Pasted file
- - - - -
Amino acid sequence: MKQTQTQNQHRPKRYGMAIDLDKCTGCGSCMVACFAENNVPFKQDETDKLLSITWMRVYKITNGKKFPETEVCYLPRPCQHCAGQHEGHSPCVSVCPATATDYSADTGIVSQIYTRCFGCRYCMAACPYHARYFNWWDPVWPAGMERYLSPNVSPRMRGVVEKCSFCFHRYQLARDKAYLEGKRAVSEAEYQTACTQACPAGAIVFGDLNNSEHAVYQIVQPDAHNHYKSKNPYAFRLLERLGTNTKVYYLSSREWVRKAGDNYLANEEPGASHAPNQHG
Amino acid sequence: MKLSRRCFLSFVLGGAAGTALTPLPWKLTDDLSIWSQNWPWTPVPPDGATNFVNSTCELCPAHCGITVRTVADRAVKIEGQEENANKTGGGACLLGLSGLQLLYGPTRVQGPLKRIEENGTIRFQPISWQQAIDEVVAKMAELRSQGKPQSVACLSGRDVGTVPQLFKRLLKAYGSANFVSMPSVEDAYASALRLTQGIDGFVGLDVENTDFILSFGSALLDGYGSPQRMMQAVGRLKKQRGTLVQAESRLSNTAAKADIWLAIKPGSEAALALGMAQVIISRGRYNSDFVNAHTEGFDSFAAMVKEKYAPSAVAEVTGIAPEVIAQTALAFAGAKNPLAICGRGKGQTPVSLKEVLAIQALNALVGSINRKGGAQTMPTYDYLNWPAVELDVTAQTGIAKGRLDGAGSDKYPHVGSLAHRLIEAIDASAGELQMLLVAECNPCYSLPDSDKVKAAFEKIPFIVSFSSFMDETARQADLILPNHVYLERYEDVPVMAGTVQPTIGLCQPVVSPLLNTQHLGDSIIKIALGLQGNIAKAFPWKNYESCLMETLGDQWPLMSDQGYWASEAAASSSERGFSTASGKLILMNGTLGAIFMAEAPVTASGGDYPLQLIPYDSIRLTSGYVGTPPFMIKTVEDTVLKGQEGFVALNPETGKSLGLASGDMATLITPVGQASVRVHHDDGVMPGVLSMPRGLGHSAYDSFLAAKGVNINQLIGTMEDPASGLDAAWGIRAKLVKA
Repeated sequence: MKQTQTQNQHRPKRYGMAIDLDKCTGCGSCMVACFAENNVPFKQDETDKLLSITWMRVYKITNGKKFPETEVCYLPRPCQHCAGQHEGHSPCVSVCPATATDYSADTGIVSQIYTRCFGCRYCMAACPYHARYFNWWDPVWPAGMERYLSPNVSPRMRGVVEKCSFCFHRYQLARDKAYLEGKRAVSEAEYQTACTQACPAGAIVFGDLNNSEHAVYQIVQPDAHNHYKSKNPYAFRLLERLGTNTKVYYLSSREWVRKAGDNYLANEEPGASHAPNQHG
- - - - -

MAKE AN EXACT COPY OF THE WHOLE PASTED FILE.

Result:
Amino acid sequence: MKQTQTQNQHRPKRYGMAIDLDKCTGCGSCMVACFAENNVPFKQDETDKLLSITWMRVYKITNGKKFPETEVCYLPRPCQHCAGQHEGHSPCVSVCPATATDYSADTGIVSQIYTRCFGCRYCMAACPYHARYFNWWDPVWPAGMERYLSPNVSPRMRGVVEKCSFCFHRYQLARDKAYLEGKRAVSEAEYQTACTQACPAGAIVFGDLNNSEHAVYQIVQPDAHNHYKSKNPYAFRLLERLGTNTKVYYLSSREWVRKAGDNYLANEEPGASHAPNQHG
Amino acid sequence: MKLSRRCFLSFVLGGAAGTALTPLPWKLTDDLSIWSQNWPWTPVPPDGATNFVNSTCELCPAHCGITVRTVADRAVKIEGQEENANKTGGGACLLGLSGLQLLYGPTRVQGPLKRIEENGTIRFQPISWQQAIDEVVAKMAELRSQGKPQSVACLSGRDVGTVPQLFKRLLKAYGSANFVSMPSVEDAYASALRLTQGIDGFVGLDVENTDFILSFGSALLDGYGSPQRMMQAVGRLKKQRGTLVQAESRLSNTAAKADIWLAIKPGSEAALALGMAQVIISRGRYNSDFVNAHTEGFDSFAAMVKEKYAPSAVAEVTGIAPEVIAQTALAFAGAKNPLAICGRGKGQTPVSLKEVLAIQALNALVGSINRKGGAQTMPTYDYLNWPAVELDVTAQTGIAKGRLDGAGSDKYPHVGSLAHRLIEAIDASAGELQMLLVAECNPCYSLPDSDKVKAAFEKIPFIVSFSSFMDETARQADLILPNHVYLERYEDVPVMAGTVQPTIGLCQPVVSPLLNTQHLGDSIIKIALGLQGNIAKAFPWKNYESCLMETLGDQWPLMSDQGYWASEAAASSSERGFSTASGKLILMNGTLGAIFMAEAPVTASGGDYPLQLIPYDSIRLTSGYVGTPPFMIKTVEDTVLKGQEGFVALNPETGKSLGLASGDMATLITPVGQASVRVHHDDGVMPGVLSMPRGLGHSAYDSFLAAKGVNINQLIGTMEDPASGLDAAWGIRAKLVKA
Repeated sequence: MKQTQTQNQHRPKRYGMAIDLDKCTGCGSCMVACFAENNVPFKQDETDKLLSITWMRVYKITNGKKFPETEVCYLPRPCQHCAGQHEGHSPCVSVCPATATDYSADTGIVSQIYTRCFGCRYCMAACPYHARYFNWWDPVWPAGMERYLSPNVSPRMRGVVEKCSFCFHRYQLARDKAYLEGKRAVSEAEYQTACTQACPAGAIVFGDLNNSEHAVYQIVQPDAHNHYKSKNPYAFRLLERLGTNTKVYYLSSREWVRKAGDNYLANEEPGASHAPNQHG